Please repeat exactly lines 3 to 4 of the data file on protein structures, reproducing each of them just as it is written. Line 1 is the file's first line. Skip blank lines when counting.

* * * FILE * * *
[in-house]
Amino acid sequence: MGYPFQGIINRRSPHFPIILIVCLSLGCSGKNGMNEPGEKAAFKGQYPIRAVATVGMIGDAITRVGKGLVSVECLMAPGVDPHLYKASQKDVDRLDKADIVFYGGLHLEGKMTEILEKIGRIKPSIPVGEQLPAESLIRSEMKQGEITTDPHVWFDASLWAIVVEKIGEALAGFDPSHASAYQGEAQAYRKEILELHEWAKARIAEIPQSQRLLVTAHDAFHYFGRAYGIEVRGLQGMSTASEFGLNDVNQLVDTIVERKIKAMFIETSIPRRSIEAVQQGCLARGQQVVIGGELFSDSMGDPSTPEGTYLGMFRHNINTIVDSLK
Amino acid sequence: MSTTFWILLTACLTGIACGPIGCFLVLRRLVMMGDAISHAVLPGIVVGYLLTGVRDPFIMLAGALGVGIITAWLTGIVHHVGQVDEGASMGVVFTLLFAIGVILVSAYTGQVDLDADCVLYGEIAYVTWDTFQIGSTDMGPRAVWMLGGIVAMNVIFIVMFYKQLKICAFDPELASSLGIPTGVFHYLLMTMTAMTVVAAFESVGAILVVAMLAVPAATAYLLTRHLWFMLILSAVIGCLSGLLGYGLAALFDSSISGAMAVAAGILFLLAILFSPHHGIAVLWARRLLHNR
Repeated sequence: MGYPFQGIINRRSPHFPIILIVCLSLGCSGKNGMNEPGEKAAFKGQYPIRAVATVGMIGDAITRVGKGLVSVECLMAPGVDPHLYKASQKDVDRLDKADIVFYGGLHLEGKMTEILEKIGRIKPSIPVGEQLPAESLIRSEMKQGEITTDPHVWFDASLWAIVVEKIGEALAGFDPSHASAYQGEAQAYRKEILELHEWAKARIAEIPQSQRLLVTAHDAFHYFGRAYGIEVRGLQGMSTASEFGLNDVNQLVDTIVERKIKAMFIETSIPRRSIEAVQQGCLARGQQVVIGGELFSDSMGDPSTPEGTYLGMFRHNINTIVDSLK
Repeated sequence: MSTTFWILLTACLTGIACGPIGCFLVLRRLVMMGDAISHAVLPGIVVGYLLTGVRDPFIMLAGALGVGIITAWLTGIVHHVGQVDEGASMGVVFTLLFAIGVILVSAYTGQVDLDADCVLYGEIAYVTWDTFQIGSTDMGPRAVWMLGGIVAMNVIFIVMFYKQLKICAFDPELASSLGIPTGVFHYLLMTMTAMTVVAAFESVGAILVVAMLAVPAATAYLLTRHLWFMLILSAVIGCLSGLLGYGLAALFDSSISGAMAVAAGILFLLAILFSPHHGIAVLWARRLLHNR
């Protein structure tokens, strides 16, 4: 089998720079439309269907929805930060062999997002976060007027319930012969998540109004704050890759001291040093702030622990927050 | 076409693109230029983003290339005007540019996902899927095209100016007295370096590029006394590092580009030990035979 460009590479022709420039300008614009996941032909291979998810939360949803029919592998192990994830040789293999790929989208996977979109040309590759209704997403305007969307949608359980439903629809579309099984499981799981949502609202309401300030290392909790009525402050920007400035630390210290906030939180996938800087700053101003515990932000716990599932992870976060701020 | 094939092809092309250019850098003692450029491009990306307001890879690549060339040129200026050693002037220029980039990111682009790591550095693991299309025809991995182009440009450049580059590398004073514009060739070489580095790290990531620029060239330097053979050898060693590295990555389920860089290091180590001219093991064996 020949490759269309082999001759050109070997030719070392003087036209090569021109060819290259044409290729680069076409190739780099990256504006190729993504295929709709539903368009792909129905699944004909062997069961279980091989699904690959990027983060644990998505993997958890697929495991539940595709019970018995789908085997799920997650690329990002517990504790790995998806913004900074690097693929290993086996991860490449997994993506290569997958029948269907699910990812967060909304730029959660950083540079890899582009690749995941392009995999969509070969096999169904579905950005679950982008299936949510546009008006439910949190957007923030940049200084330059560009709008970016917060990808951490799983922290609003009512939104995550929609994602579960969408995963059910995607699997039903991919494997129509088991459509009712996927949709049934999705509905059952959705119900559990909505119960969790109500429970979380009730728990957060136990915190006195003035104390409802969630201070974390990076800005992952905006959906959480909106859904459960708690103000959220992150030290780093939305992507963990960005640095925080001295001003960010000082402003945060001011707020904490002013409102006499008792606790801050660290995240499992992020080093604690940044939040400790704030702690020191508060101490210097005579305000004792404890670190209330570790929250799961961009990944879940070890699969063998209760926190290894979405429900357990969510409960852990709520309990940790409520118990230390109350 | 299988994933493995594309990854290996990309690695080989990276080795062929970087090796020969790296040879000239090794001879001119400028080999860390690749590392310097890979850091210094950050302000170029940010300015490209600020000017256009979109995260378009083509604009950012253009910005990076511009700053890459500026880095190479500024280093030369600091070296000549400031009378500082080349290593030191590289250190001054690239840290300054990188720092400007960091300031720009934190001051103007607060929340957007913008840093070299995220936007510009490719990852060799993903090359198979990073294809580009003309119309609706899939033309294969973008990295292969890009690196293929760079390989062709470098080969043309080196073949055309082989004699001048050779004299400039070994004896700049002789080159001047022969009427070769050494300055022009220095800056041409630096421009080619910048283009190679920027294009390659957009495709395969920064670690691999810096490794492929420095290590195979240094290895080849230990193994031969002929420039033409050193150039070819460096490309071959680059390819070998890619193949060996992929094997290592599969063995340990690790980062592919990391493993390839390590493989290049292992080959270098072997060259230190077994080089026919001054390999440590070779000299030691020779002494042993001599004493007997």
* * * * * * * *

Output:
Amino acid sequence: MSTTFWILLTACLTGIACGPIGCFLVLRRLVMMGDAISHAVLPGIVVGYLLTGVRDPFIMLAGALGVGIITAWLTGIVHHVGQVDEGASMGVVFTLLFAIGVILVSAYTGQVDLDADCVLYGEIAYVTWDTFQIGSTDMGPRAVWMLGGIVAMNVIFIVMFYKQLKICAFDPELASSLGIPTGVFHYLLMTMTAMTVVAAFESVGAILVVAMLAVPAATAYLLTRHLWFMLILSAVIGCLSGLLGYGLAALFDSSISGAMAVAAGILFLLAILFSPHHGIAVLWARRLLHNR
Repeated sequence: MGYPFQGIINRRSPHFPIILIVCLSLGCSGKNGMNEPGEKAAFKGQYPIRAVATVGMIGDAITRVGKGLVSVECLMAPGVDPHLYKASQKDVDRLDKADIVFYGGLHLEGKMTEILEKIGRIKPSIPVGEQLPAESLIRSEMKQGEITTDPHVWFDASLWAIVVEKIGEALAGFDPSHASAYQGEAQAYRKEILELHEWAKARIAEIPQSQRLLVTAHDAFHYFGRAYGIEVRGLQGMSTASEFGLNDVNQLVDTIVERKIKAMFIETSIPRRSIEAVQQGCLARGQQVVIGGELFSDSMGDPSTPEGTYLGMFRHNINTIVDSLK